Second, the Government alleged that Bowers and Kubota had engaged in a transaction prohibited by § 406(b)(1) and (b)(2) of ERISA, 29 U.S.C. § 1106(b)(1), (2). Those subsections prohibit fiduciaries from "deal[ing] with the assets of the plan in his own interest or for his own account," 29 U.S.C. § 1106(b)(1), and from "act[ing] in any transaction involving the plan on behalf of a party (or represent[ing] a party) whose interests are adverse to the interests of the plan or the interests of its participants or beneficiaries," id. § 1106(b)(2). The district court construed these allegations-i.e., that Bowers and Kubota were acting in their "own interest," and acting on behalf of a party (themselves) "whose interests are adverse to the interests of the [ESOP]"-as requiring the Government to make a showing that the $40 million sale of B+K was "for more than fair market value." In other words, the district court concluded that Bowers and Kubota would not be acting in their "own interest," id. § 1106(b)(1), or in the service of interests "adverse to the interests of the [ESOP]," id. § 1106(b)(2), if they arranged the sale of B+K for a price that fairly reflected the ESOP's interests (i.e., for a price reflecting fair market value). The Government has not challenged the district court's legal analysis of the elements of this claim.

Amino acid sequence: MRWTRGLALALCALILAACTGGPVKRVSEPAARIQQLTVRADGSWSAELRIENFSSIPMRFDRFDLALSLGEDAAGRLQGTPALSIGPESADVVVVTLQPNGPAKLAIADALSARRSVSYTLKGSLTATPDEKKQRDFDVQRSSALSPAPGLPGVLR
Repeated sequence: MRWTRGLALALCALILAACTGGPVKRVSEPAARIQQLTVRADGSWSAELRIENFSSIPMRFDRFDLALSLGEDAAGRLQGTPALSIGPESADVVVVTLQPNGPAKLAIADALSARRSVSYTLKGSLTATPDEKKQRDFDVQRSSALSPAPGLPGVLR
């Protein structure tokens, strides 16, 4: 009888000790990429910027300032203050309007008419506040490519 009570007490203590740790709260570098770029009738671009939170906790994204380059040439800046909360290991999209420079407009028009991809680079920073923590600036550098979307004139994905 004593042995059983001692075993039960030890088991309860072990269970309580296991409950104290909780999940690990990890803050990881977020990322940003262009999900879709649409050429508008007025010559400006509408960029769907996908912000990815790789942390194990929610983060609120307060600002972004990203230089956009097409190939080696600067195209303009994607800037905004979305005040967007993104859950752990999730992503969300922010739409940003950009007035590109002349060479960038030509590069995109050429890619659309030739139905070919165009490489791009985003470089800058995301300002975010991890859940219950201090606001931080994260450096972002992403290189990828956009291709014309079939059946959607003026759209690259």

Third, the Government alleged fiduciary imprudence and disloyalty by Bowers and Kubota, in violation of § 404(a)(1)(A), (B), and (D) of ERISA. This cause of action rested on allegations that Bowers and Kubota had failed in their duties as trustees by (1) "[c]ausing unreasonable, inflated revenue projections" for B+K to be forwarded to a firm (LVA) conducting an evaluation of the value of B+K; (2) failing to adequately monitor the ESOP trustee (Saakvitne) to ensure that "he acted in the best interests of the [ESOP's] Participants and Beneficiaries"; (3) relying on a valuation of B+K, prepared by LVA, that "significantly overvalued the shares of [B+K]," without ensuring that reliance on LVA's valuation report "was reasonably justified under the circumstances"; (4) relying on another LVA-created "Fairness Opinion," which "indicated that the fair market value of the Company as of that date was $40,150,000," without "making certain that reliance on the Opinion was reasonably justified under the circumstances"; and (5) "[c]ausing the ESOP to enter into the purchase of the Company's stock at a price in excess of fair market value which was not solely in the interest of the Plan's participants."